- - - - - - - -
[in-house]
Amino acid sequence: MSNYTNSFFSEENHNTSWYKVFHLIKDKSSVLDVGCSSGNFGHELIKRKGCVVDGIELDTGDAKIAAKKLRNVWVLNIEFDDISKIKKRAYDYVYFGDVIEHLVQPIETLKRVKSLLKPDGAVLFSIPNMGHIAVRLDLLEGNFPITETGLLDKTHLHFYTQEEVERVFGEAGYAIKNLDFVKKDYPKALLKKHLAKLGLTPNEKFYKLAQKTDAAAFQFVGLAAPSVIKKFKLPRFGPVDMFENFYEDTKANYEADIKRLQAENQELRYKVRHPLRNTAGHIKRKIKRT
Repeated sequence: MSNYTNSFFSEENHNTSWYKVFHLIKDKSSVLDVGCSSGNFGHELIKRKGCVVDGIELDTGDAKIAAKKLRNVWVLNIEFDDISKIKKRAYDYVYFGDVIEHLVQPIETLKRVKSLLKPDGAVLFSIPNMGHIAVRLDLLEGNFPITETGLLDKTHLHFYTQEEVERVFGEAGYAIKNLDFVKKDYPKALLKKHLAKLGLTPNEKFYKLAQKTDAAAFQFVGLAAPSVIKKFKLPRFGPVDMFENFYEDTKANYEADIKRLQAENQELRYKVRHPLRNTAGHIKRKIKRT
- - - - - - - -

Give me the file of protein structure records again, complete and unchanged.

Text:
[in-house]
Amino acid sequence: MSNYTNSFFSEENHNTSWYKVFHLIKDKSSVLDVGCSSGNFGHELIKRKGCVVDGIELDTGDAKIAAKKLRNVWVLNIEFDDISKIKKRAYDYVYFGDVIEHLVQPIETLKRVKSLLKPDGAVLFSIPNMGHIAVRLDLLEGNFPITETGLLDKTHLHFYTQEEVERVFGEAGYAIKNLDFVKKDYPKALLKKHLAKLGLTPNEKFYKLAQKTDAAAFQFVGLAAPSVIKKFKLPRFGPVDMFENFYEDTKANYEADIKRLQAENQELRYKVRHPLRNTAGHIKRKIKRT
Repeated sequence: MSNYTNSFFSEENHNTSWYKVFHLIKDKSSVLDVGCSSGNFGHELIKRKGCVVDGIELDTGDAKIAAKKLRNVWVLNIEFDDISKIKKRAYDYVYFGDVIEHLVQPIETLKRVKSLLKPDGAVLFSIPNMGHIAVRLDLLEGNFPITETGLLDKTHLHFYTQEEVERVFGEAGYAIKNLDFVKKDYPKALLKKHLAKLGLTPNEKFYKLAQKTDAAAFQFVGLAAPSVIKKFKLPRFGPVDMFENFYEDTKANYEADIKRLQAENQELRYKVRHPLRNTAGHIKRKIKRT